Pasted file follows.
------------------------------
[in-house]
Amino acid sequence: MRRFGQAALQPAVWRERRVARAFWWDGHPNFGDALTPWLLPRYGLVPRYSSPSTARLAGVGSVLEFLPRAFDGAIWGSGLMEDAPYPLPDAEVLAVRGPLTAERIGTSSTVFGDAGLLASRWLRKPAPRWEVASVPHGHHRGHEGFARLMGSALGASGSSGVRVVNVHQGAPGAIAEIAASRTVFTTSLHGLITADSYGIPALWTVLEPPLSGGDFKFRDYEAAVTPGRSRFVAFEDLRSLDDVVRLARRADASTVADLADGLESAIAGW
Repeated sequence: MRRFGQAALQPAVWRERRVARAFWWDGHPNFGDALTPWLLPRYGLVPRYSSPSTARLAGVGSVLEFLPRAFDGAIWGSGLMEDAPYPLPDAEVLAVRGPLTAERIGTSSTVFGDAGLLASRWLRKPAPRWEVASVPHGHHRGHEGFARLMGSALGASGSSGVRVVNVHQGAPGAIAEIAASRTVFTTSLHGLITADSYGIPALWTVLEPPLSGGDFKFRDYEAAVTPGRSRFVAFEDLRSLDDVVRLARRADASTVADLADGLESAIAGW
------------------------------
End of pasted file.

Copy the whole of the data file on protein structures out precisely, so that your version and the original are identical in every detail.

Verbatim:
[in-house]
Amino acid sequence: MRRFGQAALQPAVWRERRVARAFWWDGHPNFGDALTPWLLPRYGLVPRYSSPSTARLAGVGSVLEFLPRAFDGAIWGSGLMEDAPYPLPDAEVLAVRGPLTAERIGTSSTVFGDAGLLASRWLRKPAPRWEVASVPHGHHRGHEGFARLMGSALGASGSSGVRVVNVHQGAPGAIAEIAASRTVFTTSLHGLITADSYGIPALWTVLEPPLSGGDFKFRDYEAAVTPGRSRFVAFEDLRSLDDVVRLARRADASTVADLADGLESAIAGW
Repeated sequence: MRRFGQAALQPAVWRERRVARAFWWDGHPNFGDALTPWLLPRYGLVPRYSSPSTARLAGVGSVLEFLPRAFDGAIWGSGLMEDAPYPLPDAEVLAVRGPLTAERIGTSSTVFGDAGLLASRWLRKPAPRWEVASVPHGHHRGHEGFARLMGSALGASGSSGVRVVNVHQGAPGAIAEIAASRTVFTTSLHGLITADSYGIPALWTVLEPPLSGGDFKFRDYEAAVTPGRSRFVAFEDLRSLDDVVRLARRADASTVADLADGLESAIAGW